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A skein of Symphony Lace
Symphony Lace knit up
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Yarn Profile: Tilli Tomas Symphony Lace

First Impressions
Some yarns have blatant skein appeal, drawing you in before you ever cast on that first stitch. Others are more shy and reserved, holding back their true selves until you've proven yourself worthy with your needles.

Symphony Lace sits squarely in the first category: It presents a stunning skein that you can't help but covet. But is this numinous beauty only skein deep?

First the facts. Symphony Lace is made of three components: silk, brushed mohair, and gold. Not the real stuff (wouldn't that be something?) but the fine, shiny kind of gold we see woven into Indian fabrics that are used for scarves and saris. Which is no coincidence because Symphony Lace is an Indian creation.

Each component enters the picture separately. A strand of brushed mohair is loosely plied with a fine strand of gold metallic material (wrapped around what I presume is nylon). Because the gold is wrapped perpendicular to the direction of the yarn, instead of running smoothly along it, you'll feel something—not exactly a scratchiness, but a rough resistance of sorts—when you rub your fingers up and down the gold strand. When I pinched that strand tightly with my fingernail and pulled, some of the gold began to come off. (I'm assuming that some colorways will have a silver-colored strand instead of gold.)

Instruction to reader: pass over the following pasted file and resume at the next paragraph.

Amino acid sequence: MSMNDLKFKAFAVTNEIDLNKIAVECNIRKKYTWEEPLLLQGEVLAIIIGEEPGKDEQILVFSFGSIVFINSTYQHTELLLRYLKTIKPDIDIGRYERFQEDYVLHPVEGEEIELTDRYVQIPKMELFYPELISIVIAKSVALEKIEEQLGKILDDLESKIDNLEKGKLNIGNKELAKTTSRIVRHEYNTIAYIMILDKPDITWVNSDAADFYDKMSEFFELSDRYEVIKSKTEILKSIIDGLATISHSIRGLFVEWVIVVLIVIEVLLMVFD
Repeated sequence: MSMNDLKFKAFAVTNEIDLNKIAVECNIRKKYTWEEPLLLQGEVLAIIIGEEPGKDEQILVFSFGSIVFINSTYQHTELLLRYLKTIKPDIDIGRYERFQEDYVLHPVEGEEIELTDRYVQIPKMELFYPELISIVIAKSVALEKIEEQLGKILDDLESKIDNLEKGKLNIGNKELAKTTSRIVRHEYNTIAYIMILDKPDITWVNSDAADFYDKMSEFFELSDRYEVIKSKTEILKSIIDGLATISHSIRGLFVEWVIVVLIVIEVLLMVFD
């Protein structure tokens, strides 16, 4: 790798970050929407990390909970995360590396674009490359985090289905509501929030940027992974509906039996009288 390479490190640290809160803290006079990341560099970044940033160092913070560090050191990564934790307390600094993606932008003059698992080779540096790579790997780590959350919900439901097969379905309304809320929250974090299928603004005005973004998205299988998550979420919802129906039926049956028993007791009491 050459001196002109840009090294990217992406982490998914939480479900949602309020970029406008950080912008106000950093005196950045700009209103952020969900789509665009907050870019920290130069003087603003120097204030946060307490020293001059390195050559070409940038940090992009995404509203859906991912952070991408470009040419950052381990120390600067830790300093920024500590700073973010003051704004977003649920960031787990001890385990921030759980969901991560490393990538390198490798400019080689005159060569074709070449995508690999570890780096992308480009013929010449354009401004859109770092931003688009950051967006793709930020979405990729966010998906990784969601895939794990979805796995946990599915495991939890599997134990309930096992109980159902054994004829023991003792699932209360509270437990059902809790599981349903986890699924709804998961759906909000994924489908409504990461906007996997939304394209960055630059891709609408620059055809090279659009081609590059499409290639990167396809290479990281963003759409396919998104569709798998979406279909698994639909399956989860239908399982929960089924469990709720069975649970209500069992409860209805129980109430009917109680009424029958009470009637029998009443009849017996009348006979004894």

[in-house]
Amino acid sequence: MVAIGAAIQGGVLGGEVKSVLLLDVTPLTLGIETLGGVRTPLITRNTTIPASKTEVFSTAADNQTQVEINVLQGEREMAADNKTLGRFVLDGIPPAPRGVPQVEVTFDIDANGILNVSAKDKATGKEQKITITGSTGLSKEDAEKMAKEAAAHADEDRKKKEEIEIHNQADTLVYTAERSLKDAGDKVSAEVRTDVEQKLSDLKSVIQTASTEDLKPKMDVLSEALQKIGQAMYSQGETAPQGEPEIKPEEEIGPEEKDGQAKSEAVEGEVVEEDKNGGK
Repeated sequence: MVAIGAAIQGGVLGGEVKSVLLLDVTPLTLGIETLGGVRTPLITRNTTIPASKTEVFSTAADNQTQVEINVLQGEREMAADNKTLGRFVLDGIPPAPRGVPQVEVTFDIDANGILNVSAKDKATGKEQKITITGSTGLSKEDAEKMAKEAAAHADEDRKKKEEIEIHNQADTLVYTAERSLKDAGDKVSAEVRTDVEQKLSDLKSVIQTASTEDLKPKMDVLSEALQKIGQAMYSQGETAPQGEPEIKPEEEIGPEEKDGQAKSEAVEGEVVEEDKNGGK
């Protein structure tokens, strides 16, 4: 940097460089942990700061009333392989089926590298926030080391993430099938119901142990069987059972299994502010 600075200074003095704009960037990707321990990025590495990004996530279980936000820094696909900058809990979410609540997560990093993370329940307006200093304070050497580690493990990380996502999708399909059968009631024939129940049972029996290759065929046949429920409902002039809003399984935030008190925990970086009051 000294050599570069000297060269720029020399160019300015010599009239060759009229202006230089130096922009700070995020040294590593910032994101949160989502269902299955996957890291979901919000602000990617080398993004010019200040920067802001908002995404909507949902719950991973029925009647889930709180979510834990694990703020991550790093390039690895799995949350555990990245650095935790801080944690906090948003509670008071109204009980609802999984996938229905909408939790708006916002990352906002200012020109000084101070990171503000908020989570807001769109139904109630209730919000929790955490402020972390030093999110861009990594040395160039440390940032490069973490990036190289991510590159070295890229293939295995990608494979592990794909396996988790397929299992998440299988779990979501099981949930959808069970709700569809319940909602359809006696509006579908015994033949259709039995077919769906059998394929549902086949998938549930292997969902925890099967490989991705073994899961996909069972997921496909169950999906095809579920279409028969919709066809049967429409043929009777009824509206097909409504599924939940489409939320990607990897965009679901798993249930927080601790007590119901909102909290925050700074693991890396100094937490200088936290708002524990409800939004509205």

The gold-laced mohair is then stranded alongside a two-ply strand of smooth lustrous silk onto which coordinating seed beads have been fed at irregular intervals. Sometimes they were about 12 inches apart, other times they were more than 24 inches apart; sometimes I'd find one bead, sometimes two, and a few times three. The beads are, in fact, quite innocuous when spread across a large portion of fabric. Just enough for a little bling without being ostentatious.